We should celebrate our American-ness by participating in these rallies.  There are always people from both sides at these things, and if you liberals out there think your position is one that has merit, defend it with logic and facts, instead of name-calling and threatening gestures towards your American brothers and sisters who happen to be on the opposite side of an issue from you.  Incidentally, liberals are so sure of their positions that they don’t even want to be called liberals any more.  They want you to call them progressives.  Until this, too becomes a negative connotation for their ideas. 

The president wants us to remember the tragedy of 9/11 by going out and doing something for our community.  This is always something people should do.  But it has nothing to do with remembering 9/11.  It’s nothing but a purely political president using a tragedy to manipulate the kool-aid drinkers among us. 

9/11 is a day that is difficult to celebrate, because nothing positive came out of that event.  No form of celebration seems appropriate.  So, perhaps the most appropriate thing we can do is to remember what happened and those who were involved, the firemen and cops who responded to the call.  The soldiers and civilians who have died in the wars that followed that awful day.   And to say a prayer for all of them.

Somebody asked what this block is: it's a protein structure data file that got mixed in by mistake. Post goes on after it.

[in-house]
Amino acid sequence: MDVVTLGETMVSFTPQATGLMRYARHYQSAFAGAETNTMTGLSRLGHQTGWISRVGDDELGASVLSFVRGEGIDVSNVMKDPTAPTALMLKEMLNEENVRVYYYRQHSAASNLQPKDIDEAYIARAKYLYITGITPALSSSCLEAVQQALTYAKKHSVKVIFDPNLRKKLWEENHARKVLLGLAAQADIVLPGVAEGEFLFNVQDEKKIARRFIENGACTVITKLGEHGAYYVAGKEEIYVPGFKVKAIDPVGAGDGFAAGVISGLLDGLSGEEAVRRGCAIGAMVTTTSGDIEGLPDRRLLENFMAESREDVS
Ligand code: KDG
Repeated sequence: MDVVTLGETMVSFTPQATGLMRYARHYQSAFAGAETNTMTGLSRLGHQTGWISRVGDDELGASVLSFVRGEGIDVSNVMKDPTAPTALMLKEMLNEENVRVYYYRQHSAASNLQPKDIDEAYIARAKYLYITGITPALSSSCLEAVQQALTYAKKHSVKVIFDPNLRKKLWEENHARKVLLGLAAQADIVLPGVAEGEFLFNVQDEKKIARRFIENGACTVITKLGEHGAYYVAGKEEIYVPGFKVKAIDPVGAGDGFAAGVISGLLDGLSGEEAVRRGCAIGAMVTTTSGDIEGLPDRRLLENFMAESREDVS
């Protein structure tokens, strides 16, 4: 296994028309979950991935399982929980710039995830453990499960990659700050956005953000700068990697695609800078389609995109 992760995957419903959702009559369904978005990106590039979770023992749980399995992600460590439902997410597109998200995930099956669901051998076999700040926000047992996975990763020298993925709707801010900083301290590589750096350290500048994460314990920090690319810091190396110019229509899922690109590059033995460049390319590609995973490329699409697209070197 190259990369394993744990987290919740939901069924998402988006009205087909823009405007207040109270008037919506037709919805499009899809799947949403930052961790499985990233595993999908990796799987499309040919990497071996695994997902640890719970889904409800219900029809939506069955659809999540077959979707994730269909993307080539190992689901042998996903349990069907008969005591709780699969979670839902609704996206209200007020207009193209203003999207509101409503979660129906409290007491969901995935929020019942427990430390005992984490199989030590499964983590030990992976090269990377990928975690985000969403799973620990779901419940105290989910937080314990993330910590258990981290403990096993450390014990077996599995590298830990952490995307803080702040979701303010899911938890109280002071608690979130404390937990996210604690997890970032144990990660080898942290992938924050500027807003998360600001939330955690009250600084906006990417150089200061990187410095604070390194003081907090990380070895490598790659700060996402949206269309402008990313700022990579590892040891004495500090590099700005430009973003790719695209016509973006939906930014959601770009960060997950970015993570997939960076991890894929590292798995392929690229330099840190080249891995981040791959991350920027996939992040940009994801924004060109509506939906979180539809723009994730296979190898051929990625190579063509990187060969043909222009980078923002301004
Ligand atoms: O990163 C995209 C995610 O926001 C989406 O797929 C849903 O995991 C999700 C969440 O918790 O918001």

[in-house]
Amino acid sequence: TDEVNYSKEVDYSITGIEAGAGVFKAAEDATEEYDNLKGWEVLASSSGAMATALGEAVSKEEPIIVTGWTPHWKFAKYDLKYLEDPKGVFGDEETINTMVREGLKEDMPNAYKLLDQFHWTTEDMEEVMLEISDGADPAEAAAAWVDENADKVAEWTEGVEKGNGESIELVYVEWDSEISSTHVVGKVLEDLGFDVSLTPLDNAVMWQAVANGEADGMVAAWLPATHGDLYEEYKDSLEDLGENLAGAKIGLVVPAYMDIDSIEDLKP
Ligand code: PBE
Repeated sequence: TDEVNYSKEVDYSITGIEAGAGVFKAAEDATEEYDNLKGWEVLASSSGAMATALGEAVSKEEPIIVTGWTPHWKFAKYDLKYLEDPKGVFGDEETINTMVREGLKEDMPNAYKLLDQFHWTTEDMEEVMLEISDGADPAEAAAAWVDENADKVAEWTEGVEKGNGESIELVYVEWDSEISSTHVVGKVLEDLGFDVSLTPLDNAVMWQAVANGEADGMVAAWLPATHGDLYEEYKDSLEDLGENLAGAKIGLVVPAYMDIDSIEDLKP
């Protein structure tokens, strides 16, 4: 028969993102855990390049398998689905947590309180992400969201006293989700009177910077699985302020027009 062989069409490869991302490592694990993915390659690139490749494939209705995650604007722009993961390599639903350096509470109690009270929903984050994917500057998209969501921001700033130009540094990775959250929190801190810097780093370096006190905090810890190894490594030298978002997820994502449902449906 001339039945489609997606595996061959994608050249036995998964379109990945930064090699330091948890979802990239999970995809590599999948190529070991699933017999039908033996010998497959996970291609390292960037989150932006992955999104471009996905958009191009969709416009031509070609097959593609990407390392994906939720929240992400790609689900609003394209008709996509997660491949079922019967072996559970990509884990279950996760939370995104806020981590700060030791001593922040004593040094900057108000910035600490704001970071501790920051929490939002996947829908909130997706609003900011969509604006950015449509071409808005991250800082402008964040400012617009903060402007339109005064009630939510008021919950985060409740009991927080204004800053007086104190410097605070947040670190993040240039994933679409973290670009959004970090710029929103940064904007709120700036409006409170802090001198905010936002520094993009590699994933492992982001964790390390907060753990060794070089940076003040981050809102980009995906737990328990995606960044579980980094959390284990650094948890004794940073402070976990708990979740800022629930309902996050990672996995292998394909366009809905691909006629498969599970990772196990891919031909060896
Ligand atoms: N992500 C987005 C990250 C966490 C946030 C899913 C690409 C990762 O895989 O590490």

But the most important thing we can do is to remember.  We must never forget how we felt that day.  We must promise ourselves and our children that nothing like that will ever happen again.  If it takes wire tapping every phone in the world and water-boarding a thousand terrorists, then that is what it takes to prevent such a terrible reoccurrence of that attack. 

I don’t care, and you shouldn’t either, if the rest of the world is angry with us.  Our security, not global security, is at stake.  Our ablility to work and live here in the US is at stake.  And, for some of us, our lives are at stake. 

We must never forget.   And we must will ourselves to do the most American thing.  Sacrifice for the good of our selves and our country.  I hope the leaders of our country can do that. 

But the prospects for that don’t look too good.